Despite all the obfuscation, excuse making and political “spinning,” these facts have been established beyond dispute: No help was sent. That sacred trust was violated (by people who have never seen combat). There was no significant delay in notification. We knew right away. We had live feed in real time at the State Department. The attack lasted eight hours.

President Obama did not go to the Situation Room when notified that the consulate was under attack. No one in the administration went to the Situation Room. Not even for a staged photo-op.

Whatever your ideology, whatever your belief in the political assertions, denials and explanations, please remember those facts.

Those who were sacrificed deserve at least that.

Tom Smith
USMC Infantry
Vietnam 1968-1969
Sarasota

+ How to counter Alinsky
Dear Editor:
Regarding your opinion column, “Our Republic is Gone” and your reference to the blogger, Taxi Hack and his writing entitled, “The Pig Trap”:

In 1962, when my New York City Army Reserve unit was recalled to active duty for a year during the Berlin crisis, I got to know a guy of Irish heritage who was still fighting the cause of the IRA. Michael was a big, handsome, smart guy whose main vocation was maitre d’ at various New York City restaurants, including the Roosevelt Grill.

He read a lot, especially the weekly Irish Echo, talked and argued a lot, drank a lot and was a very sociable guy. Sounds a lot like whoever wrote “The Pig Trap.” His job as a maitre d’ allowed him the time to live the way he wanted —getting into discussions while working, as well as when off the job. 
I’ve got a question for you.

I’ve got quite a few smart and educated Democratic friends who voted for Obama the second time. When I asked why, one reason I got was that they “didn’t believe that Romney would do what he said he would.”

Another friend, when Sarah Palin’s name was mentioned during a group conversation, commented, “Oh, she’s dumb.”

After thinking about it, I came to believe that this thinking was due to the power of the press.

These folks are not Fox News watchers, and consequently have heard only good things about Obama and bad things about Romney and other conservative politicians from the mainstream press. 

My question is: What’s the one best thing I could do or say, in discussions with these folks, that wouldn’t turn them off or have them just dismiss any suggestion?

As I’m writing this, I’m thinking that I may try asking them to think about where the country is now and asking them (pleading?) to listen to the first five minutes of Bill O’Reilly for just a couple of nights. I think that’s the best and most important part of his show — his “Talking Points” — when he objectively states his informed opinion.

But, just like my friend’s Sarah Palin comment, whenever you mention Bill O’Reilly to a Democrat, they think he’s a radical and a waste of time. And the reason for this is the mainstream press. They’re following the lead of the Obama administration by ridiculing him and Fox News (along with other conservative politicians).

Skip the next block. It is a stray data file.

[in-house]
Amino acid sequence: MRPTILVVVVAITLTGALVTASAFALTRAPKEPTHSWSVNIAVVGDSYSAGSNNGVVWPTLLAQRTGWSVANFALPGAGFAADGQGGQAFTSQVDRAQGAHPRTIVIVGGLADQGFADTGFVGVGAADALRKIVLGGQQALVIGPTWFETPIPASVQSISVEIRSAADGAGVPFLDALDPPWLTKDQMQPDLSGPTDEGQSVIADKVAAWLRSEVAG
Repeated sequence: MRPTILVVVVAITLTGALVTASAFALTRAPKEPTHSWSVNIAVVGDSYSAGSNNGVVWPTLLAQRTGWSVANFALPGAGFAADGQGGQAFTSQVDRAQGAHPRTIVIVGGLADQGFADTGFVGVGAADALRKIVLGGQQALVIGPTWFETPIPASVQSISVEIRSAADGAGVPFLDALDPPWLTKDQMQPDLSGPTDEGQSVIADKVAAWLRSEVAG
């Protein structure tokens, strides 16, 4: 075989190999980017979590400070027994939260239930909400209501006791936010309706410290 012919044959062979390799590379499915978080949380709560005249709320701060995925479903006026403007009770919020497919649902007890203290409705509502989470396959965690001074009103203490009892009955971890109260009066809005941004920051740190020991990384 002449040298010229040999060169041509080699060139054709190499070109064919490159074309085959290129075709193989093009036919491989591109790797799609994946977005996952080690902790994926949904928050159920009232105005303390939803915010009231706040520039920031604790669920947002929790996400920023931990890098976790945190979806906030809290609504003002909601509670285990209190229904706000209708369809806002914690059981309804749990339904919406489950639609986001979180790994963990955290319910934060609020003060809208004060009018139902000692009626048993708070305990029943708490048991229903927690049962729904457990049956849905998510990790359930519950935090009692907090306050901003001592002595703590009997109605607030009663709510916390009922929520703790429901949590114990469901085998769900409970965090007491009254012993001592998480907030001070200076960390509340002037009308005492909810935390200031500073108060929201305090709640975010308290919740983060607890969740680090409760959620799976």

And to quote, Saul Alinsky, the original community organizer, from his book, “Rules for Radicals” (1971), on page 128, in the chapter entitled ”Tactics”: “Ridicule is man’s most potent weapon. It is almost impossible to counterattack ridicule. Also it infuriates the opposition, who then react to your advantage.”
So asking people to listen to O’Reilly may not work. Do you have any idea how I may be able to get around this — or something totally different, another approach to take? 

Thanks for any suggestions.

Chico Kieswetter
Sarasota

Tell your friends: “I know we don’t see things the same way, but I’m going to give you a list of books. Pick just one of them. I predict you’ll find any of them incredibly illuminating, if not life changing.”

The list:

• “I, Pencil,” Leonard Read (an essay)
• “Anything That’s Peaceful,” Leonard Read
• “Economics in One Lesson,” Henry Hazlitt
• “The Law,” Frederic Bastiat
• “Free to Choose,” Milton Friedman
• “Road to Serfdom,” Friedrich Hayek
• “The Debt Bomb,” Sen. Tom Coburn
• “Atlas Shrugged,” Ayn Rand
• “Capitalism, the Unknown Ideal,” Ayn Rand
• “The Virtue of Selfishness,” Ayn Rand 

— Ed.

+ Decreasing supply doesn’t decrease demand
Dear Editor:

Sarasota Police Chief DiPino, celebrating the successful close of the two-year “Operation SRQ Cartel II,” said, “It’s important to recognize it’s supply and demand. If we go after supply, the demand will get thinner and thinner.”

Sad to say, it ain’t necessarily so. My observation is that the opposite is true: A reduction in the amount of drugs available will not and never has aided in reducing the demand. If it did, Prohibition would have been a great success.

Addiction is an emotional and physical disease that does not quit because it is harder to find the drug it needs. Difficult as it may be for some to believe, the need for a drug, including alcohol, is not a spigot that can be turned on and off at will. A reduction in supply but steady demand can drive drug prices up and force the addict to work harder (more crime and prostitution) to get their share of whatever is left in the supply chain.

Anyone having trouble understanding this logic can look back to the housing mania of 2003/04/05 in Sarasota where supply/inventory (homes for sale) was far fewer than the demands of buyers, causing prices to skyrocket and a bidding war to develop. Again, the short supply of homes for sale did not deter the buyer from wanting what was not there.

I have written this letter in hopes that it might bring to attention ways to become better educated on the cycle of drug and alcohol addiction and the many silent ways active addiction affects our community and each of us individually.

Ellen Jacobs
Sarasota

 

 

 

 

 

 

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Currently 1 Response

  • 1.
  • Well said, Tom Smith. I was in Viet Nam 1969-1970 and I agree wholeheartedly with your comments and insights. Another point thats needs to be made is that an attack on an American Embassy or Consulate by definition is an attack on the country itself and is an act of war. Indeed, we should have attacked militarily even if we arrived too late to save lives. This lets the enemy know that we will fight to defend our country against all enemies and that we mean business. Who now would volunteer to fight when no support is given?
  •  
  • Milan Adrian
    Fri 16th May 2014
    at 3:12pm